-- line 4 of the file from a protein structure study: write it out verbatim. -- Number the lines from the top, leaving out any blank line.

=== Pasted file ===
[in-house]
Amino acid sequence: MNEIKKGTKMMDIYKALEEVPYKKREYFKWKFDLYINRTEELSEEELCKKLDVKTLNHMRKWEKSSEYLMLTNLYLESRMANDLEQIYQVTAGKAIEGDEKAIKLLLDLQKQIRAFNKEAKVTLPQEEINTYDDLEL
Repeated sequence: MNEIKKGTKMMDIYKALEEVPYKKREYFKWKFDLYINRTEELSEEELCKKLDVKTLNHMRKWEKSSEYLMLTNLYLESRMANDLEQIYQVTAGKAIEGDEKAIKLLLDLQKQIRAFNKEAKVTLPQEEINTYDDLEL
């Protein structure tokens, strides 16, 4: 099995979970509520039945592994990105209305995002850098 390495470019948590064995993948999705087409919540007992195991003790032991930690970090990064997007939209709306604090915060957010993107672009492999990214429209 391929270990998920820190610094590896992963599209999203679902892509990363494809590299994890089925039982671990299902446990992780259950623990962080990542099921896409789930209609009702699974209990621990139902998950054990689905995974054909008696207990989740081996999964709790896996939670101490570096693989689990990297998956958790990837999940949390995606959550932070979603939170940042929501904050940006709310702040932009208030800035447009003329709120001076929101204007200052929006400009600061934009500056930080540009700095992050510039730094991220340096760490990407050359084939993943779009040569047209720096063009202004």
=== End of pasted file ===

């Protein structure tokens, strides 16, 4: 099995979970509520039945592994990105209305995002850098 390495470019948590064995993948999705087409919540007992195991003790032991930690970090990064997007939209709306604090915060957010993107672009492999990214429209 391929270990998920820190610094590896992963599209999203679902892509990363494809590299994890089925039982671990299902446990992780259950623990962080990542099921896409789930209609009702699974209990621990139902998950054990689905995974054909008696207990989740081996999964709790896996939670101490570096693989689990990297998956958790990837999940949390995606959550932070979603939170940042929501904050940006709310702040932009208030800035447009003329709120001076929101204007200052929006400009600061934009500056930080540009700095992050510039730094991220340096760490990407050359084939993943779009040569047209720096063009202004």